John Bohan, Nederland. Last week I received a text from my nephew in Florida, which read, “Hey Uncle John, my Dad said I should talk to you.” My first thought was, “Wow! My nephew is asking for advice!” Is it about his career? Is he buying a new car? Or maybe he’s wondering how the global economy will affect the markets going forward? No, it was much more mundane, but right up my alley. “How much should I put away for my retirement?” he asked. I was beaming with pride! Drew is a 22-year old, recent college graduate who is joining the police academy. And, he was asking about his retirement. This is the Holy Grail for financial planners. We spend our entire careers trying to get families to plan, and here was my nephew, way ahead of the game.
I composed myself, and after drafting multiple texts, I went old school and called him on the phone. After 15 minutes, we had devised a plan. Save 11% for retirement, build an emergency fund and pay down his student loans in 10 years. How many of us would have asked for financial advice when we were 22? Most of us blindly fill out paperwork and then hope it works out down the road. If our young adults aren’t asking for financial guidance, be bold and give them your common cent$ advice anyway.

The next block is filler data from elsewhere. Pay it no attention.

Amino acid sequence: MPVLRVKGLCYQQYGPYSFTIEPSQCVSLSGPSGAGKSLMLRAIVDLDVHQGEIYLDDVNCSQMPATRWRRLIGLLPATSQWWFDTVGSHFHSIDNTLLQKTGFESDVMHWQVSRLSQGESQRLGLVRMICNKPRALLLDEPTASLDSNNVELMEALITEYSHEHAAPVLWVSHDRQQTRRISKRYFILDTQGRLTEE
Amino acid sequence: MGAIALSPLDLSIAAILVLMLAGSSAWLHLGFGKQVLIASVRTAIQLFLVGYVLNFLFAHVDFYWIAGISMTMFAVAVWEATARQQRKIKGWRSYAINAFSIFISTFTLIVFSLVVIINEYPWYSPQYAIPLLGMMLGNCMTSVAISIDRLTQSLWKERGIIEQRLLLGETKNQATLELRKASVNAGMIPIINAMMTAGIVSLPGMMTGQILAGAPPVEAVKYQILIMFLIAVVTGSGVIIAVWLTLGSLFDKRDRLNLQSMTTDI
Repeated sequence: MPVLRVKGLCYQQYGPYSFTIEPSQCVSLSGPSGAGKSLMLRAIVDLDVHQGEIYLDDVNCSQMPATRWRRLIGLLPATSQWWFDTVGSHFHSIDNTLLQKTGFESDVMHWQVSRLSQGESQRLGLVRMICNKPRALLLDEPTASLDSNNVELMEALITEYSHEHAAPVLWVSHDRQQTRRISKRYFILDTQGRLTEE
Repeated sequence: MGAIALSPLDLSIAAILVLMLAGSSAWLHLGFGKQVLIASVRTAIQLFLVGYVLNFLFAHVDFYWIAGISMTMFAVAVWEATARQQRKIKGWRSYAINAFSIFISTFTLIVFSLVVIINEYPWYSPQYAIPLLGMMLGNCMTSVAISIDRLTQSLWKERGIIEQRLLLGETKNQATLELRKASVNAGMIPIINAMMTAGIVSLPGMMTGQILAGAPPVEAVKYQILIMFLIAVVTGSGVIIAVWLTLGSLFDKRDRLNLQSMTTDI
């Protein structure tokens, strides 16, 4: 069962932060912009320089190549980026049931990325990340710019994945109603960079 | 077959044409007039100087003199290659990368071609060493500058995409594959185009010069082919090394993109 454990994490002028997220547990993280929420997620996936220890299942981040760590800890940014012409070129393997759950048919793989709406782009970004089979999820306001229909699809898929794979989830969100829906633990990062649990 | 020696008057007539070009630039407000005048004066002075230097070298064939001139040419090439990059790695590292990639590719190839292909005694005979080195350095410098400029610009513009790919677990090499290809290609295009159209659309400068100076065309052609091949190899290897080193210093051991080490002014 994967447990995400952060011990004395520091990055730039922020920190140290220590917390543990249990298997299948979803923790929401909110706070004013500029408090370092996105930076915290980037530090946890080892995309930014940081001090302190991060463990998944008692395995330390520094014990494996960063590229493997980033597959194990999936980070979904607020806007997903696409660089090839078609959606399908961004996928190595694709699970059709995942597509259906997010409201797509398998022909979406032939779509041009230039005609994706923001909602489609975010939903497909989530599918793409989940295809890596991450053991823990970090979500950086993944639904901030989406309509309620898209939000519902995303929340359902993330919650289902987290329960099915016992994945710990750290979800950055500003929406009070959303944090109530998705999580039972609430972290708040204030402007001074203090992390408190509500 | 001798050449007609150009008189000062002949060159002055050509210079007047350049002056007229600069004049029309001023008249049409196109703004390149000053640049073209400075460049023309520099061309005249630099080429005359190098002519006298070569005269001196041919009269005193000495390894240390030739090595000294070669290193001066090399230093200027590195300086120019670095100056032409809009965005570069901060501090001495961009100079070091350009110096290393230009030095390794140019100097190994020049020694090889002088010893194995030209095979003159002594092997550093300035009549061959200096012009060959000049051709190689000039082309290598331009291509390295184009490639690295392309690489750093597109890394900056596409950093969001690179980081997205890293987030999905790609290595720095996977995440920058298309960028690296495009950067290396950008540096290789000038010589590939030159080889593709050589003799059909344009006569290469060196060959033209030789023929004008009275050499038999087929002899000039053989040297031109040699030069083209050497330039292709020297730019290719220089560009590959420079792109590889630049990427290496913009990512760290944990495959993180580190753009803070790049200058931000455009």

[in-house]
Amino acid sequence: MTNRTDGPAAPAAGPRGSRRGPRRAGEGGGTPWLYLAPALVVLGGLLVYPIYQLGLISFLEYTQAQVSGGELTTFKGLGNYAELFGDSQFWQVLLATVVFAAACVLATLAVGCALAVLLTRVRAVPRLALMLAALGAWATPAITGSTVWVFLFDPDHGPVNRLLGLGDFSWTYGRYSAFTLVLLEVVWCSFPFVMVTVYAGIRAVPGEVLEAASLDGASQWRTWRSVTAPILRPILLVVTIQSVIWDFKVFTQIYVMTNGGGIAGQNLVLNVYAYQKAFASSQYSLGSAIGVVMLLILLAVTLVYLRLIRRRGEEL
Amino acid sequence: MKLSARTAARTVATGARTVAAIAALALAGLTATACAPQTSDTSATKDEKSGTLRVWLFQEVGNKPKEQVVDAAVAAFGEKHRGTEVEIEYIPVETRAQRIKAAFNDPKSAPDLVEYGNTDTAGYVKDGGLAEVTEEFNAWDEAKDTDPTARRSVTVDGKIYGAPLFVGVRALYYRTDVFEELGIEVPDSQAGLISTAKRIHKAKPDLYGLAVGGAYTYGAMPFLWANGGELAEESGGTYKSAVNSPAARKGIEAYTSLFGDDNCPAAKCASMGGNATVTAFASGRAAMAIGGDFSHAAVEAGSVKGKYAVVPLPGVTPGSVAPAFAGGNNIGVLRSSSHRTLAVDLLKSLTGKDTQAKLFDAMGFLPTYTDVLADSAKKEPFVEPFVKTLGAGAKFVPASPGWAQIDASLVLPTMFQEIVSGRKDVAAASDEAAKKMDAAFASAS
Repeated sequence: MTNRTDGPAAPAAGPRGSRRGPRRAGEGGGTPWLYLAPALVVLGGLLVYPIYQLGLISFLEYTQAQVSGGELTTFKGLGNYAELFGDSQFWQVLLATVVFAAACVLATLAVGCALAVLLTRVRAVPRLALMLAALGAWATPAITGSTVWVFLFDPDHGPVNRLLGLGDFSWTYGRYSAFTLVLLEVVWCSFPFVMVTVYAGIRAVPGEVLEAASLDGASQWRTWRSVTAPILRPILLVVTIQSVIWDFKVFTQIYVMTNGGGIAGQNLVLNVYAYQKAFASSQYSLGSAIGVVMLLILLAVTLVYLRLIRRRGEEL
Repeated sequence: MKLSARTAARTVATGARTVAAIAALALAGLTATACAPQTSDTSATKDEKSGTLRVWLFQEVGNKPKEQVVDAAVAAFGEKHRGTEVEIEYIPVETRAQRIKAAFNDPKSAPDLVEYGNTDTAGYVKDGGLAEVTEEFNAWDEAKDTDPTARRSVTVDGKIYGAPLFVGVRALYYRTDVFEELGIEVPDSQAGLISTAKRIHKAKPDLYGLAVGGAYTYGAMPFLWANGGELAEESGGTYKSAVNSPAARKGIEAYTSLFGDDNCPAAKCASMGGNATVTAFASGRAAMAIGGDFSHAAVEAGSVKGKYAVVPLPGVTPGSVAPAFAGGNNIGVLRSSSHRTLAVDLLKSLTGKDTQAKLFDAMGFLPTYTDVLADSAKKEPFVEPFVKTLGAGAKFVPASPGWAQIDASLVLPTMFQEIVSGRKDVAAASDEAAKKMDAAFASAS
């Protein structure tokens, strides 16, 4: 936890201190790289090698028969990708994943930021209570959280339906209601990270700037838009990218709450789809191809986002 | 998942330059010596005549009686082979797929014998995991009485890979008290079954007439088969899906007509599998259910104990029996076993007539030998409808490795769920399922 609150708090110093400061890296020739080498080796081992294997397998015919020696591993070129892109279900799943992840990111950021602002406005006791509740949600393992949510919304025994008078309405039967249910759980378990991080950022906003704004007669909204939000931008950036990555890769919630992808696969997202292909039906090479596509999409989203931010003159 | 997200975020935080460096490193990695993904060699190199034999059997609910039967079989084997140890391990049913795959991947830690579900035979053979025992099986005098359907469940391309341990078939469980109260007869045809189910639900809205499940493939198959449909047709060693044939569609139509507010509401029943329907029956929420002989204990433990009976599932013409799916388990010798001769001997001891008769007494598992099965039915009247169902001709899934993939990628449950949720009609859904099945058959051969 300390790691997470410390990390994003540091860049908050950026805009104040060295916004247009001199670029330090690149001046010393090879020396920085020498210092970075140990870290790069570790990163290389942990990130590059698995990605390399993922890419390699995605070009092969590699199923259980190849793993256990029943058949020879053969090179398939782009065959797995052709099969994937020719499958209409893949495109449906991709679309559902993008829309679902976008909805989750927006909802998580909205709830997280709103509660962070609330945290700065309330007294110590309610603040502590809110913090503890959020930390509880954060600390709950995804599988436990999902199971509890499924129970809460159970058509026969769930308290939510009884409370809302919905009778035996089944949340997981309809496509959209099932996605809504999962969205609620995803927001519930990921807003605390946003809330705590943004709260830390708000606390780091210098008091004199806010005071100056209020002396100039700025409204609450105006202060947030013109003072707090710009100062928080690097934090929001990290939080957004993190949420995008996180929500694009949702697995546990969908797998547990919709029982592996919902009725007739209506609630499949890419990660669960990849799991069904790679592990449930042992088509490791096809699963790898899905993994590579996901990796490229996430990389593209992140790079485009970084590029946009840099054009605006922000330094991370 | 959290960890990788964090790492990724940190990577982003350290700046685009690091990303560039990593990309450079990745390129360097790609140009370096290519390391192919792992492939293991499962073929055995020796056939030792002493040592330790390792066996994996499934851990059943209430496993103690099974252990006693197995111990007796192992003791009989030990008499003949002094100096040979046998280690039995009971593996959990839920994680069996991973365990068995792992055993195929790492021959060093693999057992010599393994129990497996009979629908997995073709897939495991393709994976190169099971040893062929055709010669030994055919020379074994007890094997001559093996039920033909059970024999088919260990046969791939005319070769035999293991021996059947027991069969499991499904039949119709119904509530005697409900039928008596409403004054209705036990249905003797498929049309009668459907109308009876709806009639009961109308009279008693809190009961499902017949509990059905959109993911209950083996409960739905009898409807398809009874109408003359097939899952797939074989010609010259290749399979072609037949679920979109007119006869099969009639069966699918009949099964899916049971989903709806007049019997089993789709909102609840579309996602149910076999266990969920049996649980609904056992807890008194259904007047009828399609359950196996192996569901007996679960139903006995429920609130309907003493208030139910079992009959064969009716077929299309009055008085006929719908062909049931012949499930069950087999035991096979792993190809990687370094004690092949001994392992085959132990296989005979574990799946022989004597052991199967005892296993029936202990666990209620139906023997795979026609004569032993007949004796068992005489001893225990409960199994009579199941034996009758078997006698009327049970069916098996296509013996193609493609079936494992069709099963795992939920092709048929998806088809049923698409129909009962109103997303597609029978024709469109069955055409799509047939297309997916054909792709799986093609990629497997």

Personal finance is one of the most important topics we can teach our children, even those young adults. And since personal finance hasn’t become a high school or college credit requirement, that duty falls on our shoulders as parents or grandparents. Here are a few tools to teach your kids, whether they are five or 25, about money that will go a long way.
Just Save It – Start by putting $5, $50, or $500 from every paycheck into a savings account.
Be Thrifty – It the never goes out of style to be conservative with your spending.
Use Financial GPS – Map out your financial goals and monitor your progress regularly.
The truth is, you don’t have to be a banker, business owner or financial advisor to teach your kids good habits when it comes to finances. If you’ve been fair to partly cloudy with money in the past, you’ll have a few lessons of your own to teach them about what not to do and a few more tips to set them on the path to smart money management.